NAFTA essentially eliminated tariffs on products moving between the U.S., Canada and Mexico. Since it became law in 1994, the economies and logistics/supply chain of NAFTA nations have become interconnected, and interdependent, notes Jason Tolliver, vice president and expert in industrial real estate with real estate services firm Cushman & Wakefield. The complexity of these supply chains makes it virtually impossible to dissolve NAFTA without a tremendous drag on the economies of all three nations, he adds.
NAFTA logistics activity has generated tremendous capital investment in U.S. industrial real estate over the last 20 years, especially along logistics/supply chain corridors and demand for space should continue to grow, Tolliver adds. But he notes that uncertainty is beginning to impede investment in this sector, as well as economic growth, which is why it’s important to get clarity on NAFTA.
read more: NREI
Morningstar’s Lea Overby on the ABCs of CMBS
It’s been a busy year for commercial mortgage-backed securities. The wall of maturities may be behind us now, but there’s plenty of new issuance to keep those in the sector, including Lea Overby, busy. Overby joined Morningstar Credit Ratings last August and was appointed head of CMBS research and analytics in June. In her new role, Overby is responsible for the ongoing management and development of the rating agency’s CMBS business, including new issue and surveillance ratings, research and analytical products. Overby may have fallen into CMBS “somewhat randomly,” by her own account, but she already has 15 years of experience under her belt. Before Morningstar, Overby was the head of CMBS and asset-backed securities (ABS) research at Nomura Securities and, before that, a CMBS portfolio manager for BNY Mellon Treasury.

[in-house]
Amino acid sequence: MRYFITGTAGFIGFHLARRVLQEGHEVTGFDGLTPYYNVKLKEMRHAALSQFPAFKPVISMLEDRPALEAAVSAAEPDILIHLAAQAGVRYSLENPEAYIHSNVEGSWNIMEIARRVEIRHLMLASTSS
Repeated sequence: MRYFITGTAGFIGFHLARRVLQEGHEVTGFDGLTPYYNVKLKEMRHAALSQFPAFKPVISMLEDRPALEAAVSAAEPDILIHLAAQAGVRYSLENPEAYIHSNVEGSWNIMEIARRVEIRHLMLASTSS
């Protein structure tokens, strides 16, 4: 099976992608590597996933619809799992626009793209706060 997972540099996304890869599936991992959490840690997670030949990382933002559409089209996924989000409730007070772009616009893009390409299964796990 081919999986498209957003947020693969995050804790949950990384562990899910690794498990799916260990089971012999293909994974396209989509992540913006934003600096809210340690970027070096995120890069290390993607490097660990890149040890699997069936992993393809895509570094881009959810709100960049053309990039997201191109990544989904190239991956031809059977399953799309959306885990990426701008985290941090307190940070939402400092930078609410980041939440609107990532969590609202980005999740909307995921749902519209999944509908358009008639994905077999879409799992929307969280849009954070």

read more: Commercial Observer
Airbnb is Pushing up US Rents and Home Prices: Study
Opponents of Airbnb have long claimed that the home-sharing service pushes up rents and worsens housing affordability in New York City. Now, a new study from the University of California Los Angeles has found that is actually the case nationally.
The paper, which is yet to be published, found that a 10 percent increase in Airbnb listings can create an average 0.39 percent increase in rents and an average 0.64 percent increase in home prices, the Wall Street Journal reported.
The authors of the paper looked at rents and home prices in 100 of the biggest metropolitan areas across the country between 2012 and 2016, according to the newspaper.
The increases may be small, but in those years, the rents went up by an approximate average of 2.2 percent annually, according to Edward Kung, an author on the paper and an assistant professor of economics at UCLA.
read more: The Real Deal